Original Research

Stigma and chronic illness: A comparative study of people living with HIV and/or AIDS and people living with hypertension in Limpopo Province, South Africa

Erhabor S. Idemudia, Matthew O. Olasupo, Mantwa W. Modibo
Curationis | Vol 41, No 1 | a1879 | DOI: https://doi.org/10.4102/curationis.v41i1.1879 | © 2018 Mantwa W. Modibo, Matthew O. Olasupo, Erhabor S. Idemudia | This work is licensed under CC Attribution 4.0
Submitted: 28 October 2017 | Published: 25 October 2018

About the author(s)

Erhabor S. Idemudia, Population and Health Research Entity, Faculty of Humanities, North-West University, South Africa
Matthew O. Olasupo, Population and Health Research Entity, Faculty of Humanities, North-West University, Nigeria
Mantwa W. Modibo, Population and Health Research Entity, Faculty of Humanities, North-West University, South Africa


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Abstract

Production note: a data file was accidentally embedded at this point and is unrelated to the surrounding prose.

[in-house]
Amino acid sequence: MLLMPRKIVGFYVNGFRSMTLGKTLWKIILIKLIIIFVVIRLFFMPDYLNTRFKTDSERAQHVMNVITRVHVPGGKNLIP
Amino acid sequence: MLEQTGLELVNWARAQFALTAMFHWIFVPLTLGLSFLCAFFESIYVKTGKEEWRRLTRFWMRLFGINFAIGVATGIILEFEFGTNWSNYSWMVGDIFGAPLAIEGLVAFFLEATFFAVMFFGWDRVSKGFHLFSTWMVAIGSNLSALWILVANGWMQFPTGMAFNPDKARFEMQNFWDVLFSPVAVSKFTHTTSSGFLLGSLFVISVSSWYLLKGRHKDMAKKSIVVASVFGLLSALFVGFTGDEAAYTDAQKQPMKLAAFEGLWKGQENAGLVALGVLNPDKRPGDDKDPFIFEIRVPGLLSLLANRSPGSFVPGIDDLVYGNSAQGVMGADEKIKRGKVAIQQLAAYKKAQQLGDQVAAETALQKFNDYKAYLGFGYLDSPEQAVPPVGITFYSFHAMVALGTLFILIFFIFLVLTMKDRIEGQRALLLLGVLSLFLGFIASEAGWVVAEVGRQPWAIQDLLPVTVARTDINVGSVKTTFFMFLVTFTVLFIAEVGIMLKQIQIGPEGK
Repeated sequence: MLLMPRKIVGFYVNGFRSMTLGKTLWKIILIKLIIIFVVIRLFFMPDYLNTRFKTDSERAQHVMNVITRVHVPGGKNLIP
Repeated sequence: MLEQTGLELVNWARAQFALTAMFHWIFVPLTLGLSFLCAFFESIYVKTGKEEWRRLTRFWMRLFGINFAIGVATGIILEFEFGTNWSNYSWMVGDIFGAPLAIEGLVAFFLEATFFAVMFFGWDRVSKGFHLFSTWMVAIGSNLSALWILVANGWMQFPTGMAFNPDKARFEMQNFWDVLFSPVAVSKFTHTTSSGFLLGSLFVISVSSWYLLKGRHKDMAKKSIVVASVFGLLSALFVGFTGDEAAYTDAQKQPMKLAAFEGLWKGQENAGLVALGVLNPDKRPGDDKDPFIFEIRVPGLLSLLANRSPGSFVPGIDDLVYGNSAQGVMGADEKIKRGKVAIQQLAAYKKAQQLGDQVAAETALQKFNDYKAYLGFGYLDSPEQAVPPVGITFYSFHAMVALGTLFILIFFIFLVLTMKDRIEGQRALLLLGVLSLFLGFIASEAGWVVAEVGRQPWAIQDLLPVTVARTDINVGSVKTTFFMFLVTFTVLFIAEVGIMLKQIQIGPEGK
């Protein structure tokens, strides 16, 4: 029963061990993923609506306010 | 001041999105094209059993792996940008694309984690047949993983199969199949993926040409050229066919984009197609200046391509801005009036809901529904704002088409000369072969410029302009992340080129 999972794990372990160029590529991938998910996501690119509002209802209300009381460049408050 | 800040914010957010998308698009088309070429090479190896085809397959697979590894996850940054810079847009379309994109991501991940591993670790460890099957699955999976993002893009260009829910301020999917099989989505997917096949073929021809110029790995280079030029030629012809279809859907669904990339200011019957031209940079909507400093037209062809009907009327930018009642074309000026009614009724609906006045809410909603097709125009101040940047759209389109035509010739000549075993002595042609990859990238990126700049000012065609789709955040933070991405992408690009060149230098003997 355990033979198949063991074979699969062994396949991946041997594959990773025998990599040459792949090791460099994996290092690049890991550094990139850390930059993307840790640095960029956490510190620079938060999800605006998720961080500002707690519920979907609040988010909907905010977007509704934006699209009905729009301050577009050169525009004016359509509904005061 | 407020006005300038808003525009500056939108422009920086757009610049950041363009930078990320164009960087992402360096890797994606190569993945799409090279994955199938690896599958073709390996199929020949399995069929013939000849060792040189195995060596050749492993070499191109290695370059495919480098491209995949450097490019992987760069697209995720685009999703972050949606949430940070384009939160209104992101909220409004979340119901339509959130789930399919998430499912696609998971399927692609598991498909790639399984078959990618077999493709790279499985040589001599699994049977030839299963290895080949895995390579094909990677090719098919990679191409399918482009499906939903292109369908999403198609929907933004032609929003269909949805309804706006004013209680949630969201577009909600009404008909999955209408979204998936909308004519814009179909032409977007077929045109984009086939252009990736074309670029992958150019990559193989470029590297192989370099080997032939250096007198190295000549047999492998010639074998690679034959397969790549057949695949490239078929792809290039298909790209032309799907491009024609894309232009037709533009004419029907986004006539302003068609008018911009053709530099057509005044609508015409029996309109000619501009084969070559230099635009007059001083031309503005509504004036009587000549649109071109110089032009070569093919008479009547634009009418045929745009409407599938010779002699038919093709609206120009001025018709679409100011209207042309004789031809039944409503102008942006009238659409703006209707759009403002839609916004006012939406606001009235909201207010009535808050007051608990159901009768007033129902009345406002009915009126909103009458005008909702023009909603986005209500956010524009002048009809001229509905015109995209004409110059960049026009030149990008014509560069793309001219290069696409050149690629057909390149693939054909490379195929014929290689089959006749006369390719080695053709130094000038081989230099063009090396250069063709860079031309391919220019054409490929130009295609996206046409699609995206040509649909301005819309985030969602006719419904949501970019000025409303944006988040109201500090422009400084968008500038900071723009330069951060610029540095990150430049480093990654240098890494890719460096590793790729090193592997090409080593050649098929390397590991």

Background: Stigma among people with chronic illnesses exists, preventing many sufferers from presenting for treatment especially in South Africa.

Objectives: This study compared stigma experiences of people living with human immunodeficiency virus and/or acquired immunodeficiency syndrome (HIV and/or AIDS) (PLWHA) and people living with hypertension (PLWHPT) in Limpopo Province of South Africa.

Method: Using a cross-sectional design, 600 participants (300 PLWHA with mean age of 31 years, standard deviation of 8.2; and 300 PLWHPT with age of 55 years, standard deviation of 8.1) were purposefully sampled at HIV and/or AIDS and hypertension outpatient clinics. The perceived stigma of AIDS scale was used to assess stigma in the HIV and/or AIDS sample while the adapted version was used to assess stigma in PLWHPT. Data were analysed using independent t-test.

Results: Results indicated that PLWHA experienced significantly higher enacted stigma (t(598) = −11.79, p < 0.001) as compared to PLWHPT. However, PLWHPT experienced significantly higher internalised stigma (t(598) = 37.56, p < 0.001) and perceived stigma (t(598) = 41.71, p < 0.001) than PLWHA.

Conclusion: Stigma among people with chronic illnesses is existent. The stigma type is, however, dependent on the nature of the illness. Stigma reduction interventions among these populations are indicated.


Keywords

Chronic illnesses; Stigma; Hypertension; HIV/AIDS; South Africa

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